We’re getting ready to get in the fields

by Jay Reesor

Ever wonder what is on a farmer’s to do list in mid-April? Just in case you’re interested, here is what is on our list for the next few weeks.

This was the winter of flat tires, so we called in the tire repair guys to fix two flats on two different tractors and replace our cultivator’s tires. Then we have to replace the points on some of the cultivator shanks as they are worn out.  Next we have to get the corn planter out and make sure everything is working well to get the seeds planted at just the right depth and properly firmed into the soil. Next priority is to make sure all the oil and filters are changed on the tractors and all of the equipment is greased and ready to go when we get a sunny, dry day.  As well, any day now we need to take the straw off the strawberries with a small tractor and rake and then walk the entire field to touch up any areas that the machine didn’t do well. Yep. It’s going to be a busy few weeks!

I wish each of our readers a wonderful spring season!

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Jay was serving up free coffee at Reesor’s Market & Bakery recent open house.

Back on the land

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by Jay Reesor

When spring comes, it can come in a hurry! A little over a month ago all of us were wondering if spring would ever arrive.   We had endured a long winter and the cold stayed right into April.

But a few weeks can change everything. We are currently planting everything from strawberries to sweet corn, green and yellow beans, beets, peas, soy beans, oats and clover. The peas and the corn are even up already!

Every spring-planting season has its challenges and right now we are trying to manage all of our planting to maintain moisture. It hasn’t rained significantly for weeks so we have to be careful that every seed we plant finds enough moisture to germinate.We will figure it out.

I hope that you have a chance to do some planting this spring too!

Ready, set, melt!

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by Jay Reesor

The sap is running, the snow is melting, and the farmers, including Grahame and I, are getting anxious to be out in the fields. It has felt like a long winter and since there have finally been at least a few mild days, many of us are thinking about spring and growing things!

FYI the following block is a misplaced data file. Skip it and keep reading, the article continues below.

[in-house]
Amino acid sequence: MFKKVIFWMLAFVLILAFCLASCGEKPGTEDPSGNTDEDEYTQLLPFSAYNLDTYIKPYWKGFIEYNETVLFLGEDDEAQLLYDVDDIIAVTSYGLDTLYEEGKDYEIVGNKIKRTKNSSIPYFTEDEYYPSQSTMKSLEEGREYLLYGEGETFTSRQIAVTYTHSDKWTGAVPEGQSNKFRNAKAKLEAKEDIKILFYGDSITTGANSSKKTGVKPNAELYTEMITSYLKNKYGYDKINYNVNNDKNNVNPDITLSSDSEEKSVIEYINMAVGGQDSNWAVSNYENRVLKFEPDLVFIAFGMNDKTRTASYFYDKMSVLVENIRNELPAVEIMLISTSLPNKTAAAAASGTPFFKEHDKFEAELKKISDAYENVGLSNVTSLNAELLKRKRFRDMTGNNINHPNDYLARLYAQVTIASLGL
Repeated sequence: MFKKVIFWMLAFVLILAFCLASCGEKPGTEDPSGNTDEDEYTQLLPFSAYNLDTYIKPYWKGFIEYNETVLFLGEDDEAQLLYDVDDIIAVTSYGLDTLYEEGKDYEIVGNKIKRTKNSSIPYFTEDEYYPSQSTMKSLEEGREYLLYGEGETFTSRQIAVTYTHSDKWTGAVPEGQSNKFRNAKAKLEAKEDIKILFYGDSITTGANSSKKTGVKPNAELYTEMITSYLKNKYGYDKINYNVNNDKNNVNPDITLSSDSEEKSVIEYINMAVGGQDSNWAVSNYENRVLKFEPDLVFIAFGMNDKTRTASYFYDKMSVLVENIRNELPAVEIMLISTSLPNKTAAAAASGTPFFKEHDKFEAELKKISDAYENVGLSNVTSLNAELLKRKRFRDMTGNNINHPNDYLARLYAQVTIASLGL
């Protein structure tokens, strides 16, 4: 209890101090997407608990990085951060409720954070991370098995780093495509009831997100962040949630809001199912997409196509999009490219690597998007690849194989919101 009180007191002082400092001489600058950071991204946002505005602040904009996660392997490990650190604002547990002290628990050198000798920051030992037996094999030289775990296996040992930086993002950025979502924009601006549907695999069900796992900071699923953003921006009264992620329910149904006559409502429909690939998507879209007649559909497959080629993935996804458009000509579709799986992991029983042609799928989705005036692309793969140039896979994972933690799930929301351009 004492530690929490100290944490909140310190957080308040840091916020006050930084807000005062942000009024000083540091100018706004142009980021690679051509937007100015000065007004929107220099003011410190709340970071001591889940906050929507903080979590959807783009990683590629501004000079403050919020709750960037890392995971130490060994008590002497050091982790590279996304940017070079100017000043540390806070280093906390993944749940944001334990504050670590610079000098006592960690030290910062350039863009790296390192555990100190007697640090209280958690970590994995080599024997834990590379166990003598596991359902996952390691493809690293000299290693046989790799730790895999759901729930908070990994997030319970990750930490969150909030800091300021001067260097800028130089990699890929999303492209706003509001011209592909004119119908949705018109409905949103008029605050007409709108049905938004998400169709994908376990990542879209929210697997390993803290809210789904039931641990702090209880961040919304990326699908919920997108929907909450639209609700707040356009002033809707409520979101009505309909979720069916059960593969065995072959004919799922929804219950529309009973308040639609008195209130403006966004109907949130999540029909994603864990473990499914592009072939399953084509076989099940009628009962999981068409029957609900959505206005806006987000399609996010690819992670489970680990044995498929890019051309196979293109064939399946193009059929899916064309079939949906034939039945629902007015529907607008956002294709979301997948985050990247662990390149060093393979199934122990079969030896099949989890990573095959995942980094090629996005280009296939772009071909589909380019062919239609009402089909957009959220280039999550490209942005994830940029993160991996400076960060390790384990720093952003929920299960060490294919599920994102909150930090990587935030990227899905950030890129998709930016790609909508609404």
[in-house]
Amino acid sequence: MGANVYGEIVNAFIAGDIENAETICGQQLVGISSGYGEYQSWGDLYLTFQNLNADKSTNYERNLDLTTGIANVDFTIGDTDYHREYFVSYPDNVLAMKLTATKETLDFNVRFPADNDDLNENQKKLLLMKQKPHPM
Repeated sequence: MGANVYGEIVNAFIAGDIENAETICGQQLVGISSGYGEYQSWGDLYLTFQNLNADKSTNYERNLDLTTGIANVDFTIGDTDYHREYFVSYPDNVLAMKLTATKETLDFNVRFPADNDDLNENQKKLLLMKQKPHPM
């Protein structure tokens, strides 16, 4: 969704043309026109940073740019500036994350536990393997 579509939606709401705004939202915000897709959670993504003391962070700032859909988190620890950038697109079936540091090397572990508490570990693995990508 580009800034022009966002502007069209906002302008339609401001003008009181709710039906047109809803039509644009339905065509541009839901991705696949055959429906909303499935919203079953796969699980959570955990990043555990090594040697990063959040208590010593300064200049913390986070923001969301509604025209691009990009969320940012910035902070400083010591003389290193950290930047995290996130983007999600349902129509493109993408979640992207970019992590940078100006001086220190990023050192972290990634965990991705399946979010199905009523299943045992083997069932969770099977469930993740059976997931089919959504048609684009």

Grahame and I are excited about using some new planting techniques this spring, planting more cover and green manure crops, and trying out a new pumpkin seed to give us a basketball sized pumpkin in early September.

The very first outdoor task for the year will be removing straw from the strawberry plants. Straw has been on the plants all winter long to protect them from those frigid January and February temperatures. Once that job is done, the growing season will begin! So, let’s hope for favourable weather in 2015.

Remember, the best food is the food that you grow yourself. Can you find an area to grow a small garden this year?

New! Reesor’s Apple Pecan Crisp

We’re pleased to introduce classic Apple Pecan Crisp to our selection of desserts. It’s sweetened only with apples and apple concentrate without any white or brown sugar. It has large and small oats, pecans, cinnamon and butter for good, crunchy flavour. There’s no wheat flour, so it’s gluten free. Let us know what you think about it.

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Win A Gift Box!

You might win a gift box–please come fill out a ballot during our 10th anniversary celebrations!

As a way of saying thanks to our customers for your support for the past 10 years we have three gift baskets for you to enter your name to win this week. Just come in to the store and fill out a ballot–it’s free and no purchase is required.

We’ll be drawing a winner on Thurs., Fri. and Sat. So, come in early to enter for the best chance of winning a basket containing maple syrup, pancake mix, granola, cookies and more.

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Celebrate the flavours of spring at Reesor’s

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Are you ready to add fresher and livelier flavours to your cooking and eating after the long winter? Fresh rhubarb has already arrived and asparagus and strawberries will soon follow. 

Fans of our Rhubarb Streusel Muffins will find them every Saturday during May and June on our muffin racks. You’ll also find Ruthie’s Rhubarb Coffee Cake on our bakery shelves.

Check out The Rhubarb Compendium: for all things rhubarb including main course recipes such as Persian Beef & Rhubarb.

Asparagus Growers of Ontario give tips here about selecting, storing, and nutrition info about asparagus.  Did you know asparagus is a good source of protein and low in calories? Just 20 calories per serving (8 medium spears).

Here’s a simple pasta dish using ham and asparagus courtesy of Foodland Ontario.

ready, Set, GROW!

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by Jay Reesor

April is here and that means the Ontario growing season has begun.  Here’s my top 10 list of what has already happened or needs to happen this month on the farm: 

1. A walkabout of the farm to check what has happened around here over the winter such as ice storm damage.  
2. Check that the underground drainage system is operating properly.
3. Remove some of the straw from the strawberries.
4. Place the floating row cover on top of the early strawberries to warm the soil to allow it to be ready earlier.
5. Clean up our outdoor workshop and get it ready for our busy season.
6. Do maintenance and repairs on all of the tractors and farm equipment.